node.js - Introduction

node.js - Introduction

What is node.js?

  • An open-source runtime environment that contains JavaScript code for execution in the server to aid in asynchronous request-response strategy.
  • A library with variety of modules needed for network and web application development. 
  • Is developed by Ryan Dahl in 2009.
  • Is part of V8 JavaScript, a Google's implementation for the Chrome browser, with "Just in Time" compilation services to achieve high speeds for executions. 
  • Uses a non-blocking, event-driven I/O environment to handle high-critical real-time applications running across distributed devices.
  • Prevents its applications from data buffers, regardless of its extended service processing tasks.

How node.js works?

Fig1. node.js Handling Request

1.Multiple requests are sent to the Node.js server.

2.The event-driven nature of Node.js creates a loop of events for all requests and handles them under a single thread.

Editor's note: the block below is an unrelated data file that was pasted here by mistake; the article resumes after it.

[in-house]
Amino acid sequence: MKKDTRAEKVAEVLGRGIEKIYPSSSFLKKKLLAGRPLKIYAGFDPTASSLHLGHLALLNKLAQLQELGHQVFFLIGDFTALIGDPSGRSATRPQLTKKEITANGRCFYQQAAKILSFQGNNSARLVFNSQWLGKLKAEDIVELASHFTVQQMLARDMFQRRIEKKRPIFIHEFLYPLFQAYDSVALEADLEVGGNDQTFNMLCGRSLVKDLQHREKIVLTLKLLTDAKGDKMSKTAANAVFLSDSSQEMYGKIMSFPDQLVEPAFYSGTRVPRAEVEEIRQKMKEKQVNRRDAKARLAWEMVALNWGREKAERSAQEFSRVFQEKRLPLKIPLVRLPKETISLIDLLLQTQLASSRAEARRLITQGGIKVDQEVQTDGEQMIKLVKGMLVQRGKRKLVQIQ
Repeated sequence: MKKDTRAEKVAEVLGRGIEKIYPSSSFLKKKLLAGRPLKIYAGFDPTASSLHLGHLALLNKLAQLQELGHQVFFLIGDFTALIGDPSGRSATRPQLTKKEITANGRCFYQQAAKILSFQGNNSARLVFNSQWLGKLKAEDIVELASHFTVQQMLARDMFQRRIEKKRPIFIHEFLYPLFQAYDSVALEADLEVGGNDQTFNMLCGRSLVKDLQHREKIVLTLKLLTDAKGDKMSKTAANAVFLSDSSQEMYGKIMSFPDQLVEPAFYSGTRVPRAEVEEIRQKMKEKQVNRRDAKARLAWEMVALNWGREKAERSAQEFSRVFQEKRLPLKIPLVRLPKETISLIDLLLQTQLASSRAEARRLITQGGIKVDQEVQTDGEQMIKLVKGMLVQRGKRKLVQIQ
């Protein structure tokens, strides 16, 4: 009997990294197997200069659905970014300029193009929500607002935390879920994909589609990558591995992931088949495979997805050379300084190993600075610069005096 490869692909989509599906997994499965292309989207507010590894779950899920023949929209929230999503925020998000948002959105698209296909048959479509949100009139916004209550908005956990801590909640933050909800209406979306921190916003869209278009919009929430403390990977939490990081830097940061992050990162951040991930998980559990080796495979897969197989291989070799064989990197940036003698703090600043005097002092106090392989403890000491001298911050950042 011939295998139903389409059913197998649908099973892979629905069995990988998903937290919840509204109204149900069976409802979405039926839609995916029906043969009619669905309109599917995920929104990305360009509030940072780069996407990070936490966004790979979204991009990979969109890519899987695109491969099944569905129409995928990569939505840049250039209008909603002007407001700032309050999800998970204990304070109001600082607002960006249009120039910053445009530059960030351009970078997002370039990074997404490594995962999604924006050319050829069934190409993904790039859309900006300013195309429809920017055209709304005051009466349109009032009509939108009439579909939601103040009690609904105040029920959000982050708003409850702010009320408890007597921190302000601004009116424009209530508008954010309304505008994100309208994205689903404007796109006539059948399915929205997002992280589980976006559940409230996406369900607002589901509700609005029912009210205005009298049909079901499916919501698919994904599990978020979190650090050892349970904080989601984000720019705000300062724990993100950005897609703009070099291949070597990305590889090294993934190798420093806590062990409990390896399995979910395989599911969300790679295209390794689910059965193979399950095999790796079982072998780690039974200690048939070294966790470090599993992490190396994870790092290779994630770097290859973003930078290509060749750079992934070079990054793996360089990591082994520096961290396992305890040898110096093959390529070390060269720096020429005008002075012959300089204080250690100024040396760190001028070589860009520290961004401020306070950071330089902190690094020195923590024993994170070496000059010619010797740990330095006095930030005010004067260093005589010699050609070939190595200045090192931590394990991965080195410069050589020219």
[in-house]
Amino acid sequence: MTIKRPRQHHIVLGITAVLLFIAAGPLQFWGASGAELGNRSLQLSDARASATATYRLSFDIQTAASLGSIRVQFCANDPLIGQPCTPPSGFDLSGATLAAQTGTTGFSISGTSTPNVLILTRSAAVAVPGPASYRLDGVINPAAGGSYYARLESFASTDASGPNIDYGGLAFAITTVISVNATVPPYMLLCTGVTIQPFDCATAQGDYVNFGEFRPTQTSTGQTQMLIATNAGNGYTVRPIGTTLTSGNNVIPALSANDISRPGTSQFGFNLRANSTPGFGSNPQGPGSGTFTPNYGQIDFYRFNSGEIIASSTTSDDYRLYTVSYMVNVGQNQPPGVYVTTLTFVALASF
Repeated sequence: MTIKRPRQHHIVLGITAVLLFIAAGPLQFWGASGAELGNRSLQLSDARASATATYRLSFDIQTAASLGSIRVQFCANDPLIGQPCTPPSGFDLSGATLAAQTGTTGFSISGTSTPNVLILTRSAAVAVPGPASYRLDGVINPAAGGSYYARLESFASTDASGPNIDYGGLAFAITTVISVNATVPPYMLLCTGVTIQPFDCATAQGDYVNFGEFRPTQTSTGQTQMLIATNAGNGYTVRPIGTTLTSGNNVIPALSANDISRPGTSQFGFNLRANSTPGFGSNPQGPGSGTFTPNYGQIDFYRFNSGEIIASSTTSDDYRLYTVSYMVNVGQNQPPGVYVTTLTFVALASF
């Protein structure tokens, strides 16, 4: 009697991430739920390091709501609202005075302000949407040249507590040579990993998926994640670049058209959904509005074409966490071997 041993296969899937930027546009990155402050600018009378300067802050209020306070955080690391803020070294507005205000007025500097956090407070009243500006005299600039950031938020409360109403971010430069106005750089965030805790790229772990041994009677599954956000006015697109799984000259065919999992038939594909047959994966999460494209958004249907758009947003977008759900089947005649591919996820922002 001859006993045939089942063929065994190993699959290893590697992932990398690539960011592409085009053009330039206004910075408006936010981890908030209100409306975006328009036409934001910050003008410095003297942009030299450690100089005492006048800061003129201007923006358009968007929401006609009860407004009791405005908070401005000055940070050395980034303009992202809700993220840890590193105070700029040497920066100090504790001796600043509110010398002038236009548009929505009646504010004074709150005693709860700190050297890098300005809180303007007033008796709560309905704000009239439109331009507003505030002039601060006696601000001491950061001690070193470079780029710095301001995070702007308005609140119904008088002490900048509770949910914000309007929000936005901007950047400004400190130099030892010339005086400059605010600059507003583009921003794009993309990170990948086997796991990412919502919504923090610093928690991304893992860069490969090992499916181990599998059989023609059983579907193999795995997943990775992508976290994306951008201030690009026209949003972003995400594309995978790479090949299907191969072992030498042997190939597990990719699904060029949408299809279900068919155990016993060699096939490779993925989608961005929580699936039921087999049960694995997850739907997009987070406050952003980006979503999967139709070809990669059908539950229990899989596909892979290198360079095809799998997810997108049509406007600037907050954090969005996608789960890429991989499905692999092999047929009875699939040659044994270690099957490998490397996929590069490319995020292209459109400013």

3.These events are then delegated to the appropriate non-blocking event handler.

4.The response received travels the reverse way to the requested end point.

5.Since the process happens under a single thread, the response is sent asynchronously without causing page refresh.

Why use node.js with DB? 

Fig2. node.js with DB

  • Multiple data updates to a database can create chaos in normal synchronized processes. 
  • As in fig2 node.js manages these simultaneous connections via message queues. 
  • This approach is generally useful when there are concurrent batch uploads to database, that are collected for use in later stage. 
  • Eg. User Log are collected and uploaded to database which are used later for report preparations. Such data uploads don’t require immediate acknowledgements and hence they are handled by node.js event driven queues.